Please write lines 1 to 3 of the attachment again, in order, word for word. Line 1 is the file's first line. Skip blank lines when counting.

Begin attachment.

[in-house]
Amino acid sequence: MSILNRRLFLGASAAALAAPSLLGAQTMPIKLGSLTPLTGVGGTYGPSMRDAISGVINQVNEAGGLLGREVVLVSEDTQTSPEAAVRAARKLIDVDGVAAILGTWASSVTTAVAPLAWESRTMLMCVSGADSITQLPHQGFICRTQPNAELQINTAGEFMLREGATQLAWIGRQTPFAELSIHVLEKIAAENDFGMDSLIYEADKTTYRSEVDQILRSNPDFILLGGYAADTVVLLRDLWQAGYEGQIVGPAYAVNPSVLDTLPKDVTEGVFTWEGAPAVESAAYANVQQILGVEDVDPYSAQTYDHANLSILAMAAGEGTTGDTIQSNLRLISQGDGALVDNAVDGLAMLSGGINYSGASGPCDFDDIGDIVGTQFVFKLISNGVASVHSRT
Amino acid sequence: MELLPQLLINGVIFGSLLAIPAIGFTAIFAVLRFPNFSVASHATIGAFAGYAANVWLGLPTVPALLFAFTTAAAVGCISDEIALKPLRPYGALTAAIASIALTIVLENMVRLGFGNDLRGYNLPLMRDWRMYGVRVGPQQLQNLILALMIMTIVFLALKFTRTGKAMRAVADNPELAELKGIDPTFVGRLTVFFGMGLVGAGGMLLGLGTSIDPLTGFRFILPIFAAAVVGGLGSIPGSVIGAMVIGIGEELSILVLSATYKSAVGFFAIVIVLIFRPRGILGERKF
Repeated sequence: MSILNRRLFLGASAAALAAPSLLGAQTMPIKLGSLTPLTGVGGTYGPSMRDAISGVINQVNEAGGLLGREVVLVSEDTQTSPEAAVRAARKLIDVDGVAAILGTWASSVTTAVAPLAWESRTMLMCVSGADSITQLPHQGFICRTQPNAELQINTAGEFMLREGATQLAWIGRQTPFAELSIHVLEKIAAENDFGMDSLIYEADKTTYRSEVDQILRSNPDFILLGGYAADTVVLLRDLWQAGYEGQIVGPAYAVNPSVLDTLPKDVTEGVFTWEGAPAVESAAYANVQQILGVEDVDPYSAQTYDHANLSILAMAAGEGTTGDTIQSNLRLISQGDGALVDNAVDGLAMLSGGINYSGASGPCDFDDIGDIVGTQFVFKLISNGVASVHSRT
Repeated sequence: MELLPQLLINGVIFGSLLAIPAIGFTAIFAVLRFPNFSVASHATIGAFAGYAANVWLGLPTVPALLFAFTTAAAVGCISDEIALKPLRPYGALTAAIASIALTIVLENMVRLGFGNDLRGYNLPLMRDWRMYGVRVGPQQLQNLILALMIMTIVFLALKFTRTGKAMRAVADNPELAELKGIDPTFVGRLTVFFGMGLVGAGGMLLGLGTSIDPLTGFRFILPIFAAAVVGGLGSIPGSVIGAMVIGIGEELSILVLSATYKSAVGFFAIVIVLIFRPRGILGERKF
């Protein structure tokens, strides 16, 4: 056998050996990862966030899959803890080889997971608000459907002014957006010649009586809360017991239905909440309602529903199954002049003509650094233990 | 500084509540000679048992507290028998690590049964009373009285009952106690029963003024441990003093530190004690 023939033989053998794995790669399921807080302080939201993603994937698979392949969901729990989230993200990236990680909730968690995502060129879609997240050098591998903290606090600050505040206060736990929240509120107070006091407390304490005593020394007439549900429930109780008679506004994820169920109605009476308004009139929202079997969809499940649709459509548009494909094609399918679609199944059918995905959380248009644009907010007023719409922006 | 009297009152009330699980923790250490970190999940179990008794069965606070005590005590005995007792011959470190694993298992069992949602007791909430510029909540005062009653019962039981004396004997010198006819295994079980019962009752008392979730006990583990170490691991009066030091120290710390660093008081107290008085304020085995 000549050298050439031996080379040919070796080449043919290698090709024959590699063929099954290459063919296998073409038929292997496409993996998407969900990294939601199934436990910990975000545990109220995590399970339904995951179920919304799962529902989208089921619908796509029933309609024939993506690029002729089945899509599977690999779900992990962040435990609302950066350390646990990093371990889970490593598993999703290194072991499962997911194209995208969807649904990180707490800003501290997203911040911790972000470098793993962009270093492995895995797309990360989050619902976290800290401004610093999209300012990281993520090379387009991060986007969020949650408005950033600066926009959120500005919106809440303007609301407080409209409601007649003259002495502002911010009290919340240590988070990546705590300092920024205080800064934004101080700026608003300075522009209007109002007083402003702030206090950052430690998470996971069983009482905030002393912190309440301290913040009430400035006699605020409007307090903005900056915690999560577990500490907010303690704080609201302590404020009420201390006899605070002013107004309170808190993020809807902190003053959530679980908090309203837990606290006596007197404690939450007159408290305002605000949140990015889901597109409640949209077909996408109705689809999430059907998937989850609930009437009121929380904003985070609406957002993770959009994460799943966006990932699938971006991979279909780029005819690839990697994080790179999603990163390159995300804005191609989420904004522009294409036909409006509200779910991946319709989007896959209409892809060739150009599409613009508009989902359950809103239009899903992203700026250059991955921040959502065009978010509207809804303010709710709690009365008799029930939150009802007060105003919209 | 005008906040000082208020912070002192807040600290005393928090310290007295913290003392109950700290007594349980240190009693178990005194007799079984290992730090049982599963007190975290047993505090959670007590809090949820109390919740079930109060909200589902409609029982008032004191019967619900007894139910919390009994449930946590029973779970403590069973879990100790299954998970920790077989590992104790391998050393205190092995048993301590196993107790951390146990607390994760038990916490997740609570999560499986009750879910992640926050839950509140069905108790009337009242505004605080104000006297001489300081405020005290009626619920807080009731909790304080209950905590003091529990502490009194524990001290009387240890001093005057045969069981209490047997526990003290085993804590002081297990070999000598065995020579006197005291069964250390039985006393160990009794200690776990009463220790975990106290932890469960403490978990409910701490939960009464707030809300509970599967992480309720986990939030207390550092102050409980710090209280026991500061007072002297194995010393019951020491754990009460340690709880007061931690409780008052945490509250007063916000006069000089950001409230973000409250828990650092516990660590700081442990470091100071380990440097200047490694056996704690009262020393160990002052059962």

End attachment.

[in-house]
Amino acid sequence: MSILNRRLFLGASAAALAAPSLLGAQTMPIKLGSLTPLTGVGGTYGPSMRDAISGVINQVNEAGGLLGREVVLVSEDTQTSPEAAVRAARKLIDVDGVAAILGTWASSVTTAVAPLAWESRTMLMCVSGADSITQLPHQGFICRTQPNAELQINTAGEFMLREGATQLAWIGRQTPFAELSIHVLEKIAAENDFGMDSLIYEADKTTYRSEVDQILRSNPDFILLGGYAADTVVLLRDLWQAGYEGQIVGPAYAVNPSVLDTLPKDVTEGVFTWEGAPAVESAAYANVQQILGVEDVDPYSAQTYDHANLSILAMAAGEGTTGDTIQSNLRLISQGDGALVDNAVDGLAMLSGGINYSGASGPCDFDDIGDIVGTQFVFKLISNGVASVHSRT
Amino acid sequence: MELLPQLLINGVIFGSLLAIPAIGFTAIFAVLRFPNFSVASHATIGAFAGYAANVWLGLPTVPALLFAFTTAAAVGCISDEIALKPLRPYGALTAAIASIALTIVLENMVRLGFGNDLRGYNLPLMRDWRMYGVRVGPQQLQNLILALMIMTIVFLALKFTRTGKAMRAVADNPELAELKGIDPTFVGRLTVFFGMGLVGAGGMLLGLGTSIDPLTGFRFILPIFAAAVVGGLGSIPGSVIGAMVIGIGEELSILVLSATYKSAVGFFAIVIVLIFRPRGILGERKF